2016 Women’s Conference: One in Charity


Sandra Rogers, the chair for BYU Women’s Conference Committee, opened the 2016 BYU Women’s Conference by speaking about the power of charity, unity and doing God’s will.

“One in Charity is loving God first and becoming one in thought, purpose, and action with the Father and the Son,” said Rogers.

Two conference attendees review the class schedule for the 2016 Women's Conference outside the Marriott Center. (Maddie Dayton)
Two conference attendees review the class schedule for the 2016 Women’s Conference outside the Marriott Center.
(Maddie Dayton)

She said God was motivated by charity to sacrifice His perfect Son for the benefit of His other imperfect children and Jesus Christ was also motivated by charity to perform the atonement.

When one accepts the Christ’ Atonement, which was all motivated by love, “their hearts grow in capacity to feel that love (of the Father and the Son),” said Rogers.

The covenants that members of The Church of Jesus Christ of Latter-day Saints make inside and outside of the temple help guide them to understand the Lord’s love for them according to Rogers. She continued by explaining that covenants also show members how they can love and serve God and others in a similar manner.

They are “blueprints for our spiritual growth and development,” said Rogers.

When talking about unity, Rogers spoke of two societies who were truly unified: the Nephites after the appearance of Christ in the Americas; and the people of the City of Enoch. Rogers explained that the unity these two groups of people maintained was created by having the love of God in their hearts.

But Rogers recognized that making decisions and changes to create unity with the Savior can sometimes cause disunity in family and friendships as beliefs clash.

“Elder Christofferson said the best way to help those we love — the best way to love them — is to continue to put the Savior first,” Rogers said paraphrasing a talk from Elder Christofferson.

By putting the Savior first, she said, there will be heavenly guidance and direction that can be received.

Rogers then shared a personal experience about her basement flooding. Because she was never present when the flooding occurred, she was unable to confidently identify the cause of the flooding.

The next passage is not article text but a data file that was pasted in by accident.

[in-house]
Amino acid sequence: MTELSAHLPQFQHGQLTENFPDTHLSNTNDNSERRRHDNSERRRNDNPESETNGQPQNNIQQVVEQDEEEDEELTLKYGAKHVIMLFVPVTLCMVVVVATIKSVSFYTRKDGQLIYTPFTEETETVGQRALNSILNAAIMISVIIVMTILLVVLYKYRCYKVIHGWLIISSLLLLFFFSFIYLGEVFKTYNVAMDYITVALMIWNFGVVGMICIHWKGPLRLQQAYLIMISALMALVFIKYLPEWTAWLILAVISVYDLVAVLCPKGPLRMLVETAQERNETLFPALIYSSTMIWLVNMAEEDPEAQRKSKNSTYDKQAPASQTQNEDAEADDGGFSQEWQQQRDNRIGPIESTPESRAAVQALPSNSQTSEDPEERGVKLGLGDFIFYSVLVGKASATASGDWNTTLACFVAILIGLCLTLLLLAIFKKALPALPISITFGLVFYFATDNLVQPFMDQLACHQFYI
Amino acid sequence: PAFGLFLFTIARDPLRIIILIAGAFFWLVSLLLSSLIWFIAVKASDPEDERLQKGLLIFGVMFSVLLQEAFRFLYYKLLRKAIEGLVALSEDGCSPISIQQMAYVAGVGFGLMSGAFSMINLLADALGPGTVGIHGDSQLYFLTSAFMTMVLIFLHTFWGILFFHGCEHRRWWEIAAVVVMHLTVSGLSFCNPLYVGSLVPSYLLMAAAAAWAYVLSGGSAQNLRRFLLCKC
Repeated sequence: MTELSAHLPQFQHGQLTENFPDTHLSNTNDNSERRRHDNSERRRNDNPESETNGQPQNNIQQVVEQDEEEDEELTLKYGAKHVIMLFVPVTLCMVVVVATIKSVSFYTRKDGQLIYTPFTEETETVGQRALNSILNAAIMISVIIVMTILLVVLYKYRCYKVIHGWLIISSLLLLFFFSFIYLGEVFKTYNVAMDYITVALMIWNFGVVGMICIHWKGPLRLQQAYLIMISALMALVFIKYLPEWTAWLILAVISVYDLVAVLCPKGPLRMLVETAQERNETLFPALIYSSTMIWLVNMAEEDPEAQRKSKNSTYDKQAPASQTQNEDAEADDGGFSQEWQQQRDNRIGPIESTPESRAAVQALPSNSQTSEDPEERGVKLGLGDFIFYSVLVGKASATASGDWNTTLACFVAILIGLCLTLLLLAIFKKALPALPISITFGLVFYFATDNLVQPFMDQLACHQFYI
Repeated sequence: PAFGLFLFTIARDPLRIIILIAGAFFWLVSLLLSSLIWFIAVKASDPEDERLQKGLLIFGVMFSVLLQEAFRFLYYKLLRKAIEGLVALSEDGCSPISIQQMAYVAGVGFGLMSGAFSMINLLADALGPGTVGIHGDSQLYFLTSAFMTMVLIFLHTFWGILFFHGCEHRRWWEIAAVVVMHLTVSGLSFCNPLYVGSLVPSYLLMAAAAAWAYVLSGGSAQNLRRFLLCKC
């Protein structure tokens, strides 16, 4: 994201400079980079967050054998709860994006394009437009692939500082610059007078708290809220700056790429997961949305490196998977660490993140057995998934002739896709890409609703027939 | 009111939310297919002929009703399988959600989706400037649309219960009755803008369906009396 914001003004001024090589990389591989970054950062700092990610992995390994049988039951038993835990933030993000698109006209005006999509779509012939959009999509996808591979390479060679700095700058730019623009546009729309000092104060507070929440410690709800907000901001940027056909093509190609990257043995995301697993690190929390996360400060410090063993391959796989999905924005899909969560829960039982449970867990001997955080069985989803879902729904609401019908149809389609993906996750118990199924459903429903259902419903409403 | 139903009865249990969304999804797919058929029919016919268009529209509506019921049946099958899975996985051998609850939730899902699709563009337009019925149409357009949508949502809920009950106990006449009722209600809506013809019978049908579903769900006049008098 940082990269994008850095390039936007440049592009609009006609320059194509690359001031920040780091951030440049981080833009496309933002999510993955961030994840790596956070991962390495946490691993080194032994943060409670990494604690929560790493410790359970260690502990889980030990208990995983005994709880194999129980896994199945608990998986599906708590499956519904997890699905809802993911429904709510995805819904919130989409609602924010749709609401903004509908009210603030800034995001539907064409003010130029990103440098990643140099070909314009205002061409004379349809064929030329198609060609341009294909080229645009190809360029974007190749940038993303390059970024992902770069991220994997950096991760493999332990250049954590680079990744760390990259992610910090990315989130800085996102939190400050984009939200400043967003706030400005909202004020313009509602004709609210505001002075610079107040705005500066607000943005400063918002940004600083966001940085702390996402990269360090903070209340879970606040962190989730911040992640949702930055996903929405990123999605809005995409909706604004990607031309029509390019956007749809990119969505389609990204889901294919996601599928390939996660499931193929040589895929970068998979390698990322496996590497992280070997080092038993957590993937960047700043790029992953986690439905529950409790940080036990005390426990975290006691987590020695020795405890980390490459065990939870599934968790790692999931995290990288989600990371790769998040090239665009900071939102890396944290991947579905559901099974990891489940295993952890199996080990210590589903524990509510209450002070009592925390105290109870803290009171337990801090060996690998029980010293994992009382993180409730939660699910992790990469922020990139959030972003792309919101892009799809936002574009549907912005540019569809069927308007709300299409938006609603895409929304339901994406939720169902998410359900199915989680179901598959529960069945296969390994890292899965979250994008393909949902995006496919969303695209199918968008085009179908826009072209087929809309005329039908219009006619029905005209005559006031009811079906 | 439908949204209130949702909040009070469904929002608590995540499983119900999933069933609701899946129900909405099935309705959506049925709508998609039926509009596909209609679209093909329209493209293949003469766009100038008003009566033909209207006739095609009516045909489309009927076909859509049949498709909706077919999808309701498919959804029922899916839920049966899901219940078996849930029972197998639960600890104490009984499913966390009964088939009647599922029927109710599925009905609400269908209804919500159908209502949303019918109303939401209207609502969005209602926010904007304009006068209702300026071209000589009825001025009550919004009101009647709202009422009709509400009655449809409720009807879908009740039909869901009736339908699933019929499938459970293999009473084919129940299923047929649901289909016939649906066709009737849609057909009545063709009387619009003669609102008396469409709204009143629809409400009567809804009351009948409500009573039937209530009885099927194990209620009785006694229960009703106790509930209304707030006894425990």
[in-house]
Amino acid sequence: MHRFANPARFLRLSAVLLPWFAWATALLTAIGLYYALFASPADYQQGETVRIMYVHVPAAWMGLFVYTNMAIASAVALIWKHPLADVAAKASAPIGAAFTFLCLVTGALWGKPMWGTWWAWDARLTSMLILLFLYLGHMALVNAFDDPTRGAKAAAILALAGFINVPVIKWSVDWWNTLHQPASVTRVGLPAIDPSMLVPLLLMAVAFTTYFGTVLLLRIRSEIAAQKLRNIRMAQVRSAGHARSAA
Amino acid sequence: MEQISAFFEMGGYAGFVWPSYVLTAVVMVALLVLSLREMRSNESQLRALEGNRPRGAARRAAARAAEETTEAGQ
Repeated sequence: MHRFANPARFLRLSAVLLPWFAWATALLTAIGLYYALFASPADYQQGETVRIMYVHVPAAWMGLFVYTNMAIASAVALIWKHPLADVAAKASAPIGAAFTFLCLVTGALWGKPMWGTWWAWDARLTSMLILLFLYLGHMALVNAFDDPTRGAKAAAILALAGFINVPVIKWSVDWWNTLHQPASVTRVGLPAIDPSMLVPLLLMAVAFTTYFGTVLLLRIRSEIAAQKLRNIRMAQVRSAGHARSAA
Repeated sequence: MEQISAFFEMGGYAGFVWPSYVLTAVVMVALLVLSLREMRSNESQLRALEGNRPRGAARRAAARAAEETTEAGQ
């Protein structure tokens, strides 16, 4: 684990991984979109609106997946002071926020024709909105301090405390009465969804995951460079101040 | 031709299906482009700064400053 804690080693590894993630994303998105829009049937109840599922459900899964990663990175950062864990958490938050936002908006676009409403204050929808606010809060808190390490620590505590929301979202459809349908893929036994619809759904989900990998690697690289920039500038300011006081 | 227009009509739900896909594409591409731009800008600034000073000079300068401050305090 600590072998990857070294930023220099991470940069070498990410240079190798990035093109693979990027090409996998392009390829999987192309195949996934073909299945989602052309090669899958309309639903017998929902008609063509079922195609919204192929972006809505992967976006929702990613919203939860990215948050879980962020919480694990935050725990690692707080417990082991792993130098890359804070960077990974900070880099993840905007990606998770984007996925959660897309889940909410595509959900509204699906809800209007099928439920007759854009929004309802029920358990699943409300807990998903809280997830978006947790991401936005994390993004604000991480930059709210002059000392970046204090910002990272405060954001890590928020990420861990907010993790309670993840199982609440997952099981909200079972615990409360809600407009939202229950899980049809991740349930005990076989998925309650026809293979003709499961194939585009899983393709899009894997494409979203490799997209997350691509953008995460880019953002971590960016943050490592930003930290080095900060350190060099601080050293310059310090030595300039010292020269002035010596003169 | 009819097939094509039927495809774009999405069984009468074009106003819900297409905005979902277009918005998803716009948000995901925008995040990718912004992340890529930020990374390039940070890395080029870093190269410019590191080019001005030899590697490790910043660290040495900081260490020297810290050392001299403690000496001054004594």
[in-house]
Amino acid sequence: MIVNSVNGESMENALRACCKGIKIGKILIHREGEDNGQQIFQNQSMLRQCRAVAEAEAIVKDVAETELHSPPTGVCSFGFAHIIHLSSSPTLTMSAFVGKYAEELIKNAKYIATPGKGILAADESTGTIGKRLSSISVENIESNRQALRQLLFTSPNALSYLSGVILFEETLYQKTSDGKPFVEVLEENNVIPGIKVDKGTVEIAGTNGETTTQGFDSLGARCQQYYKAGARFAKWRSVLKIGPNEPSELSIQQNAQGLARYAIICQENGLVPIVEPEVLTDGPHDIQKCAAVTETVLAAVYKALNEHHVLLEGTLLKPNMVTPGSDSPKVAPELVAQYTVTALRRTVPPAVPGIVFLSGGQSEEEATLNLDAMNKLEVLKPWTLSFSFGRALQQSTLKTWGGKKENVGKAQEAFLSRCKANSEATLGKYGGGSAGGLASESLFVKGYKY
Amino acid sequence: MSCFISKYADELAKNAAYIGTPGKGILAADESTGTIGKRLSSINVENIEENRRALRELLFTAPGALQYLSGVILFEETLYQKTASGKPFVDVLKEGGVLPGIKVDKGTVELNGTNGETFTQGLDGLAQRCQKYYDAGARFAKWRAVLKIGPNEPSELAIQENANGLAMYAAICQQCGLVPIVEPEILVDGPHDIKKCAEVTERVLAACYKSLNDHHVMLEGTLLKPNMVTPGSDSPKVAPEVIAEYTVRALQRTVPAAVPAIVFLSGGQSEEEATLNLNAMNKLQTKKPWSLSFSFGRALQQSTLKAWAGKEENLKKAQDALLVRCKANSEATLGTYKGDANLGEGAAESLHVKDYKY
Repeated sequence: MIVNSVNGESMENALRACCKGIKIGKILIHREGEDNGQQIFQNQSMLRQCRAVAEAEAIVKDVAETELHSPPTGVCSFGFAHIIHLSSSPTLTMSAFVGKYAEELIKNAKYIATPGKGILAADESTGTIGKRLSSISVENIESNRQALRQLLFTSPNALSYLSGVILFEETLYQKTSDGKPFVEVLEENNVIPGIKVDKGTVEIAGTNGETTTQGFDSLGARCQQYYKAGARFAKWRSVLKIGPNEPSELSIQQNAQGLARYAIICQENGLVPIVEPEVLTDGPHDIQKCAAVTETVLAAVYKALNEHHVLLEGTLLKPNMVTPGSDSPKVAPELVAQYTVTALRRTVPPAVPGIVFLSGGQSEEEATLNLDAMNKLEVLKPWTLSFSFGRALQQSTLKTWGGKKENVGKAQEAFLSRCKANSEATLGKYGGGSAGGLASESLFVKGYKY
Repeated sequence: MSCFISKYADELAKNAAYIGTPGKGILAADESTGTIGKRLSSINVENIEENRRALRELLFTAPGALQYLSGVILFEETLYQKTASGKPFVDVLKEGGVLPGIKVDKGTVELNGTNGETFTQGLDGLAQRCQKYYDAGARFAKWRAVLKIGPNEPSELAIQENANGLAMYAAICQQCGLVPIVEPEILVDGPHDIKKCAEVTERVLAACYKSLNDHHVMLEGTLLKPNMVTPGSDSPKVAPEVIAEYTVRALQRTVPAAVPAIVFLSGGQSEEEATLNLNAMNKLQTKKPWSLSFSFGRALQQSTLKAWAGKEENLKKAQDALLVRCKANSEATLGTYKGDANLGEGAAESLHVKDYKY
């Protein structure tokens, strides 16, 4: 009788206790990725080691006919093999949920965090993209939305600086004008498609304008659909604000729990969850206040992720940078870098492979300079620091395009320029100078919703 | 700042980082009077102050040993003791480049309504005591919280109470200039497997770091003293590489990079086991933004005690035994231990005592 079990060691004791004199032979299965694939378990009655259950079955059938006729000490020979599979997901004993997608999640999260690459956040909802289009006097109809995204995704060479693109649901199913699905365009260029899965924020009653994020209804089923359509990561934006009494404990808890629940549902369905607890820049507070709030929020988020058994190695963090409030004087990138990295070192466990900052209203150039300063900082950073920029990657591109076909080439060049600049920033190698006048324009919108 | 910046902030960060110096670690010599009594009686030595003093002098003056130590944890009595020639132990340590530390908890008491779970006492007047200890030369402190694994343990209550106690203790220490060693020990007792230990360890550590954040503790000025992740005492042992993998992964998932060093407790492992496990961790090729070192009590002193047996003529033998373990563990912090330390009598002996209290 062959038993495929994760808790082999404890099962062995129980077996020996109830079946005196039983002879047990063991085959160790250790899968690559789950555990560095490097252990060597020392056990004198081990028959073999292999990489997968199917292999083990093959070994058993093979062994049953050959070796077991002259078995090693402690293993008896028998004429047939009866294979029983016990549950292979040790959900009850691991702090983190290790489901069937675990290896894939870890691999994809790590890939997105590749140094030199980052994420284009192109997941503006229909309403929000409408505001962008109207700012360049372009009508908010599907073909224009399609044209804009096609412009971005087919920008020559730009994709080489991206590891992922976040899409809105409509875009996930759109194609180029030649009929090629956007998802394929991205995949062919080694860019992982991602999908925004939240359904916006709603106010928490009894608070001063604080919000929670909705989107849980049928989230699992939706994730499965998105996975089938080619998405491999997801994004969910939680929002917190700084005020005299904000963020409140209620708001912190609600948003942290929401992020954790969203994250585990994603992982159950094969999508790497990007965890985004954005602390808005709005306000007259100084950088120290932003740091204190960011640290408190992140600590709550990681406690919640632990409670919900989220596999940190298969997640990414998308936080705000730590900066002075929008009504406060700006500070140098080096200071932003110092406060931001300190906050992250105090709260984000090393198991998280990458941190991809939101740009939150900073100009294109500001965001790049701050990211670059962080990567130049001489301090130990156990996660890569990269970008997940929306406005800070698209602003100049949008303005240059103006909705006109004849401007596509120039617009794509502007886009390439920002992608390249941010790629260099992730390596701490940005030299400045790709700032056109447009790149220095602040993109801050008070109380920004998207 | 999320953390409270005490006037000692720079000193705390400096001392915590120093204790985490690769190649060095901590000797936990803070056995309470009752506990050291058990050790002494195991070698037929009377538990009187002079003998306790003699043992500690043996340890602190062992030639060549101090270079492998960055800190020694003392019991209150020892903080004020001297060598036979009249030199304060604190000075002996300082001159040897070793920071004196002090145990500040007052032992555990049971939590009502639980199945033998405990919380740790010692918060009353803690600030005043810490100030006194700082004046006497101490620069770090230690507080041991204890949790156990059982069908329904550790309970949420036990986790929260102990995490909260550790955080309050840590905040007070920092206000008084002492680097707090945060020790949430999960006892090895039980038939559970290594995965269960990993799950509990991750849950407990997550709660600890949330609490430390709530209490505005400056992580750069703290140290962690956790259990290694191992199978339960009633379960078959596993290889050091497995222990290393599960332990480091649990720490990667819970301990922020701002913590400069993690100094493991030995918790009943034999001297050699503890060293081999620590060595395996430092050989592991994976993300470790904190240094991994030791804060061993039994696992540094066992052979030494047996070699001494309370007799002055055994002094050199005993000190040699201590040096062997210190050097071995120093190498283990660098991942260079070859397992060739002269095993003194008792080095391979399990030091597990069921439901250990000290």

Over the next few months flooding persisted until she finally agreed to the recommended $5,000 solution to do an electric rewire of her basement and install a sump pump.

Before making this purchase, she happened to be home during a rain storm. She discovered that her theory of the cause of the flooding was wrong, and that the flooding could be fixed by simply replacing a broken pipe.

“I never clearly identified what the problem was, all of my efforts went nowhere,” said Rogers. “Solving the problem was actually quite simple when I finally found out what the problem really was.”

She compared this story to the difficulties that one experiences in life and advised that if one puts the commandment to love God first, then “most things will fall into place.”

She also stated that by putting the first commandment first, a desire to do God’s will and unity with God and Jesus Christ would come. This oneness would then make it possible for one’s fears and difficulties to be managed and conquered. It would push them to serve with charity and this charity would benefit both the giver and receiver.

Rogers showed a LDS church history video “That We Might Be One: The Story of the Dutch Potato Project” as an example of what happens when a people servers others with charity and over come bitter feelings. The video is about LDS church members from Holland serving the Germans right after WWII.

She closed by encouraging the women present to do their part in the “I Was A Stranger” initiative and increase the “scope of our charity beyond this refugee effort.” She promised that the women would “be able to accomplish miracles and every purpose of the Lord will be fulfilled” as they become one in charity.

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